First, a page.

Cost Shifting: Attorney's Fees in Corporate / LLC Setting


A successful verdict after litigation, although better than the alternative, can still be a Pyrrhic victory if one has spent too much in attorney’s fees. In the American system where each side pays its own legal costs, attorney’s fees can greatly diminish the amount of money a successful plaintiff will actually see. However, for particularly egregious behavior or when suits are brought in order to harass or foist costs, Minnesota law allows courts to shift legal costs to the opposition. The following is a brief overview of a few cost-shifting statutes that come up in the corporate or LLC setting.


The general rule in Minnesota is that attorney fees are not recoverable in litigation unless there is “a specific contract permitting or a statute authorizing such recovery.” Dunn v. Nat’l Beverage Corp., 745 N.W.2d 549, 554 (Minn. 2008). The Minnesota Business Corporation Act (MBCA) and the Minnesota Limited Liability Company Act (MLLCA) each provide two sources of authority under which courts can award attorney’s fees.

  • 302A.467 (MBCA) and 322B.38 (MLLCA)

Section 302A.467 allows courts to grant equitable relief to shareholders of a corporation:

If a corporation or an officer or director of the corporation violates a provision of this chapter, a court in this state may, in an action brought by a shareholder of the corporation, grant any equitable relief it deems just and reasonable in the circumstances and award expenses, including attorneys’ fees and disbursements, to the shareholder.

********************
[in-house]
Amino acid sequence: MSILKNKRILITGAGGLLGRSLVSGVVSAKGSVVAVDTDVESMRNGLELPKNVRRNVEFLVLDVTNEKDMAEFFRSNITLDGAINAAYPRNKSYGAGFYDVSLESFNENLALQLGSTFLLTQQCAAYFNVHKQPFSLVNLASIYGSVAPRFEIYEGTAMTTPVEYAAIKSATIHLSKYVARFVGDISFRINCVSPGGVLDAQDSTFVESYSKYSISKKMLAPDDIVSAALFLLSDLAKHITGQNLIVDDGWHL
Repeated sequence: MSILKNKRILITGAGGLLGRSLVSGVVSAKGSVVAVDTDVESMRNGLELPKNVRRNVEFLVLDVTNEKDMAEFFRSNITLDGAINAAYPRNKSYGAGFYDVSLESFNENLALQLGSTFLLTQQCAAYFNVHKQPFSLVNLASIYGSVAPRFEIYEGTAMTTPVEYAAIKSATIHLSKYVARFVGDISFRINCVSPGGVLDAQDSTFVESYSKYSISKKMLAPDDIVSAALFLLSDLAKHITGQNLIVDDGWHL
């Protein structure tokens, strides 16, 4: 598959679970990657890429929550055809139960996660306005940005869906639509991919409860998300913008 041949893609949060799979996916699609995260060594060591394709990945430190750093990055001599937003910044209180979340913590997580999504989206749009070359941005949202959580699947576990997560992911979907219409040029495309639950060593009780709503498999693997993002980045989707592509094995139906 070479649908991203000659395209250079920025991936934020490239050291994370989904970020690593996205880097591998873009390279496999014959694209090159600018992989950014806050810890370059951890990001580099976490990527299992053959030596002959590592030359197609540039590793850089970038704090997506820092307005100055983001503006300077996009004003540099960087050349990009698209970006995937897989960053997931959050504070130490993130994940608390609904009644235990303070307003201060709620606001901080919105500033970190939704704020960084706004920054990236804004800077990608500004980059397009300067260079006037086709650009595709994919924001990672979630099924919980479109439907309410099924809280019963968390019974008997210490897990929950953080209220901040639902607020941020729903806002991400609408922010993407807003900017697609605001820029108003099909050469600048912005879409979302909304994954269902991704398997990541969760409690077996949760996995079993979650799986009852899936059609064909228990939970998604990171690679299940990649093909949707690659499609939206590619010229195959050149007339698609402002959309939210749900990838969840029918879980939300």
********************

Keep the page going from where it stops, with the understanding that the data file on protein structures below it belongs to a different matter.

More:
Section 322B.38 gives the same protections to members of LLCs.

As the language suggests, plaintiffs must identify the specific provisions of the chapter that have been violated in order to find relief under the statute. In fact, courts have gone so far as to dismiss claims under 302A.467 when plaintiffs have failed to do so, although plaintiff was allowed to seek equitable relief under 302A.751. See Isaacs v. Amer. Iron & Steel Co., 690 N.W.2d 373, 379 (Minn. App. 2004).

According to the Reporter’s Notes, these sections recognize that situations in which equitable relief may be appropriate are not easily defined in advance, as they often present novel fact situations. As a result, they adopt a broad rule which gives the court complete discretion in ordering whatever relief it deems just and reasonable under the circumstances. The awarding of attorney’s fees, then, is far from guaranteed by a defendant’s violation of section 302A; the statute permits but does not mandate attorney’s fees, and the court awards them at its discretion.

  • 302A.751, subd. 4 (MBCA) and 322B.833, subd. 7 (MLLCA)